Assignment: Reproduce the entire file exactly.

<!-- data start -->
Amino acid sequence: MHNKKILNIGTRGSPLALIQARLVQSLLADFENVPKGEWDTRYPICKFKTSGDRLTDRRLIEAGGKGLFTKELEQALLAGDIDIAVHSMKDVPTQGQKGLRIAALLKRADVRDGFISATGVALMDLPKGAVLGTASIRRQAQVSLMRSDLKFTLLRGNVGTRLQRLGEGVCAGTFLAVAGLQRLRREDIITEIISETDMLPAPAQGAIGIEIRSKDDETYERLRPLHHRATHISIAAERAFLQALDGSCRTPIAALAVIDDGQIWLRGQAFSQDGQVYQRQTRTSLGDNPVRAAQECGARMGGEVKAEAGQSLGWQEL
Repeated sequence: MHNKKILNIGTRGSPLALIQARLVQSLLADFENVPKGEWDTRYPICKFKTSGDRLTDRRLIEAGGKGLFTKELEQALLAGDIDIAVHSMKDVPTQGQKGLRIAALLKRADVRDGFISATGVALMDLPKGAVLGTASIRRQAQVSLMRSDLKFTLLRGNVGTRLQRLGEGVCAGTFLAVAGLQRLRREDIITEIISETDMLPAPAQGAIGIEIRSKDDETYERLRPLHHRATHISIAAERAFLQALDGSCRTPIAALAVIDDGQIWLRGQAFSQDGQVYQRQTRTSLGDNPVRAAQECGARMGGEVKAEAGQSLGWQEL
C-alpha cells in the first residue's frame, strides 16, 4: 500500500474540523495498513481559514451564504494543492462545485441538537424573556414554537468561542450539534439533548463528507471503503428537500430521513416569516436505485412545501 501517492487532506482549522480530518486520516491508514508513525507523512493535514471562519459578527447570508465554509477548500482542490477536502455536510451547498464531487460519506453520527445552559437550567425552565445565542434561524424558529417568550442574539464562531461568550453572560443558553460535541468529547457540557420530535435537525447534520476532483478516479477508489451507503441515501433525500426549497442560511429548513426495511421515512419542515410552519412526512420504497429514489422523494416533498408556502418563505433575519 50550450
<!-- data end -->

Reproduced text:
Amino acid sequence: MHNKKILNIGTRGSPLALIQARLVQSLLADFENVPKGEWDTRYPICKFKTSGDRLTDRRLIEAGGKGLFTKELEQALLAGDIDIAVHSMKDVPTQGQKGLRIAALLKRADVRDGFISATGVALMDLPKGAVLGTASIRRQAQVSLMRSDLKFTLLRGNVGTRLQRLGEGVCAGTFLAVAGLQRLRREDIITEIISETDMLPAPAQGAIGIEIRSKDDETYERLRPLHHRATHISIAAERAFLQALDGSCRTPIAALAVIDDGQIWLRGQAFSQDGQVYQRQTRTSLGDNPVRAAQECGARMGGEVKAEAGQSLGWQEL
Repeated sequence: MHNKKILNIGTRGSPLALIQARLVQSLLADFENVPKGEWDTRYPICKFKTSGDRLTDRRLIEAGGKGLFTKELEQALLAGDIDIAVHSMKDVPTQGQKGLRIAALLKRADVRDGFISATGVALMDLPKGAVLGTASIRRQAQVSLMRSDLKFTLLRGNVGTRLQRLGEGVCAGTFLAVAGLQRLRREDIITEIISETDMLPAPAQGAIGIEIRSKDDETYERLRPLHHRATHISIAAERAFLQALDGSCRTPIAALAVIDDGQIWLRGQAFSQDGQVYQRQTRTSLGDNPVRAAQECGARMGGEVKAEAGQSLGWQEL
C-alpha cells in the first residue's frame, strides 16, 4: 500500500474540523495498513481559514451564504494543492462545485441538537424573556414554537468561542450539534439533548463528507471503503428537500430521513416569516436505485412545501 501517492487532506482549522480530518486520516491508514508513525507523512493535514471562519459578527447570508465554509477548500482542490477536502455536510451547498464531487460519506453520527445552559437550567425552565445565542434561524424558529417568550442574539464562531461568550453572560443558553460535541468529547457540557420530535435537525447534520476532483478516479477508489451507503441515501433525500426549497442560511429548513426495511421515512419542515410552519412526512420504497429514489422523494416533498408556502418563505433575519 50550450